At the Geneva Motor Show, Audi unveiled an attractive technical study — the A3 concept.
The four-seat notchback sedan integrates the full breadth of the brand’s technological expertise – from the improved MMI operating system, to the high-tech infotainment system, to the drivetrain. A five-cylinder turbo developing 408 bhp, a seven-speed S tronic and quattro permanent all-wheel drive ensure thrilling dynamics along with high fuel efficiency. Its peak torque of 500 Nm is available over a broad rev range between 1,600 and 5,300 rpm. Its performance is a complete homage to tradition: The A3 concept catapults from a dead stop to 100 km/h in 4.1 seconds, and its electronically governed top speed of 250 km/h is merely the official figure.
The Audi A3 concept is a four-seat notchback sedan. It measures 4.44 metres long and 1.84 metres wide, but just 1.39 metres high — proportions that underscore its dynamic character. The design represents the typical Audi language of sporty elegance. The single-frame grille is integrated into the front end, giving it a sculptured look. Its frame is made of carbon-fiber-reinforced plastic (CFRP), and the transversely mounted, three dimensional aluminum louvers create a visual effect that emphasises the showcar’s width. The headlights merge with the beveled upper corners of the single-frame, forming a transition that marks the starting point of the prominently accentuated lines of the engine hood. The headlights represent a new stage of evolution in LED technology, a groundbreaking innovation from Audi. They become broader as they extend outward, and a line underneath them makes them seem to float on air. Above the front spoiler is a full-length air intake, also made of CFRP, framed by a metal clasp. The spoiler features a splitter that raises the down force on the front wheels.
When viewed from the side, too, the A3 concept is recognisable at first sight as an Audi. Harmonious proportions, taut, muscular surfaces and a low roof dome with fluid lines flowing into a flat, coupÃ©-like C-pillar. The shoulder area transitions elegantly into the tailgate. Characteristic of Audi design, the greenhouse accounts for one-third of the height, while the sheet metal makes up the remaining two-thirds. Powerfully flared fenders hint at the power of the engine. Two prominently elaborated lines accentuate the flank: the undercut tornado line beneath the window edge and the dynamic line above the sills. The outside mirrors, made of aluminum and CFRP, are perched on the top shoulder, just like on a sports car. The door handles with their brushed-aluminum clasps are recessed flush with the door. When the driver touches them, they power-extend.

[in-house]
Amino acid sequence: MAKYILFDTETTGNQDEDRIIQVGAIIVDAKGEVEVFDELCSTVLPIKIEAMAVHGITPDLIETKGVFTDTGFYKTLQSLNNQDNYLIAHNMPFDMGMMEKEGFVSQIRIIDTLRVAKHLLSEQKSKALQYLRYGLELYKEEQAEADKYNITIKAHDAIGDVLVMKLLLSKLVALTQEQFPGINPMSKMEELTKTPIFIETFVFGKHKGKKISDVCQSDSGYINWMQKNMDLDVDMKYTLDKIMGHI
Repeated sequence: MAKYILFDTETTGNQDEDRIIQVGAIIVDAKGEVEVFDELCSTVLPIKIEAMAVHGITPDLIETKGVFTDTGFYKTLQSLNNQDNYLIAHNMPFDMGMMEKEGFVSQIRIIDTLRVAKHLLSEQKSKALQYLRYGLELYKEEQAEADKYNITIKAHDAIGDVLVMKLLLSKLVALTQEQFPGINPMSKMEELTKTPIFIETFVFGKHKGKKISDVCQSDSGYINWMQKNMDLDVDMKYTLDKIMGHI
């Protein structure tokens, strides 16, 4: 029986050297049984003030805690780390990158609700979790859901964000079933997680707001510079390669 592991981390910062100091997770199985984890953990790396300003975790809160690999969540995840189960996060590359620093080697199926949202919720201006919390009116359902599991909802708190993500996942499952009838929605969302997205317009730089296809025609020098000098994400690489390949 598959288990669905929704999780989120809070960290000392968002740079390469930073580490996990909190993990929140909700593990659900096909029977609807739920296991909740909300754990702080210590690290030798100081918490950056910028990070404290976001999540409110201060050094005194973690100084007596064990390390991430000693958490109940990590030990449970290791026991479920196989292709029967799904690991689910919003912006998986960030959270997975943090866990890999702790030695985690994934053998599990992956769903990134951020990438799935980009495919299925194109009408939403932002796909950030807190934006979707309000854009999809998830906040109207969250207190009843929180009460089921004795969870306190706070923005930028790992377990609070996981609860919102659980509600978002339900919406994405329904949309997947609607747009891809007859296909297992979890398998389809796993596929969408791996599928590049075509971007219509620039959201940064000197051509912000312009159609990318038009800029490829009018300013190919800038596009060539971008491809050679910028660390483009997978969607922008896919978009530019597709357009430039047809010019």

The intelligent interplay between surfaces and lines also defines the tail end of the A3 concept. The broad, flat taillights are sculptured and culminate in a point on the inside, and the tailgate bears an elegant spoiler edge. The rear apron includes a diffuser insert of CFRP and metal, which in turn surrounds the two large tailpipes for the exhaust system. Ultra-modern components, design methods and joining techniques keep the body weight low. One example of this is the custom tailored blanks (panels of various thicknesses) in the floor area. The doors, engine hood and tailgate are made of aluminum. The extra stiff body provides the basis for the sedan’s precise handling, excellent vibrational comfort and low weight — the Audi A3 concept tips the scales at just 1,540 kilograms.
In terms of fuel consumption, the four-seater requires just 9.1 litres of fuel per 100 km and emits 212 grams CO2 per km. A regulated oil pump, the intelligent Audi thermo-management system and a energy recovery system — technologies from the brand’s modular efficiency platform — all contribute to this high efficiency. A compact seven-speed S tronic serves as the transmission. It comprises two transmission structures, which are operated by two clutches. Gears are alternately shifted by the two clutches — at lightning speed, comfortably, and without any perceptible interruption of traction. The driver can operate the seven-speed S tronic in one automatic mode and one manual mode, using the paddles on the steering wheel to shift gears manually. Elegant touch control buttons on the center tunnel console are used to select drive positions R, N and D. These are backlit in red when it gets dark. Drive position P is automatically engaged when the electric parking brake is applied. The launch control system manages the sprint from a dead stop, furnishing explosive turbo power with minimal tyre slip. Power is effortlessly transmitted to the road via quattro permanent all-wheel drive. Its centerpiece is an electronically controlled multi-plate clutch at the end of the propeller shaft. When slip occurs at one of the axles, the clutch redirects the majority of the torque input to the wheels with the better grip.